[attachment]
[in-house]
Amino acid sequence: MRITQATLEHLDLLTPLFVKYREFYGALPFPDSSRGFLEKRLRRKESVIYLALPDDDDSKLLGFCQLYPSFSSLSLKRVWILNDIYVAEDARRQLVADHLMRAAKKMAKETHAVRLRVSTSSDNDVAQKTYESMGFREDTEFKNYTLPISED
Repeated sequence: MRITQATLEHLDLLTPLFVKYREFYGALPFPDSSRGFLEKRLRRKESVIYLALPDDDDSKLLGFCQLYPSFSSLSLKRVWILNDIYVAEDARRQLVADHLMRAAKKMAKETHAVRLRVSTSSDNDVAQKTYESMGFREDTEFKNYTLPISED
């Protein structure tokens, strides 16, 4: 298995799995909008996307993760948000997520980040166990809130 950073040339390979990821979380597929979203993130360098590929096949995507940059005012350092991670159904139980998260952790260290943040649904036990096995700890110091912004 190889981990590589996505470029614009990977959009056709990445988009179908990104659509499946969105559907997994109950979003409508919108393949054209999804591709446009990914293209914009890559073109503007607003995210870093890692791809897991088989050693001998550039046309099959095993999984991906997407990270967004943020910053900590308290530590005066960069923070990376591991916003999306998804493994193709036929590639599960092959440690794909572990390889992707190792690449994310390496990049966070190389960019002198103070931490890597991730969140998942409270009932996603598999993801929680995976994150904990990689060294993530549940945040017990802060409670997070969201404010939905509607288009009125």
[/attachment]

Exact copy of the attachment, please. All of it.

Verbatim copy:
[in-house]
Amino acid sequence: MRITQATLEHLDLLTPLFVKYREFYGALPFPDSSRGFLEKRLRRKESVIYLALPDDDDSKLLGFCQLYPSFSSLSLKRVWILNDIYVAEDARRQLVADHLMRAAKKMAKETHAVRLRVSTSSDNDVAQKTYESMGFREDTEFKNYTLPISED
Repeated sequence: MRITQATLEHLDLLTPLFVKYREFYGALPFPDSSRGFLEKRLRRKESVIYLALPDDDDSKLLGFCQLYPSFSSLSLKRVWILNDIYVAEDARRQLVADHLMRAAKKMAKETHAVRLRVSTSSDNDVAQKTYESMGFREDTEFKNYTLPISED
């Protein structure tokens, strides 16, 4: 298995799995909008996307993760948000997520980040166990809130 950073040339390979990821979380597929979203993130360098590929096949995507940059005012350092991670159904139980998260952790260290943040649904036990096995700890110091912004 190889981990590589996505470029614009990977959009056709990445988009179908990104659509499946969105559907997994109950979003409508919108393949054209999804591709446009990914293209914009890559073109503007607003995210870093890692791809897991088989050693001998550039046309099959095993999984991906997407990270967004943020910053900590308290530590005066960069923070990376591991916003999306998804493994193709036929590639599960092959440690794909572990390889992707190792690449994310390496990049966070190389960019002198103070931490890597991730969140998942409270009932996603598999993801929680995976994150904990990689060294993530549940945040017990802060409670997070969201404010939905509607288009009125």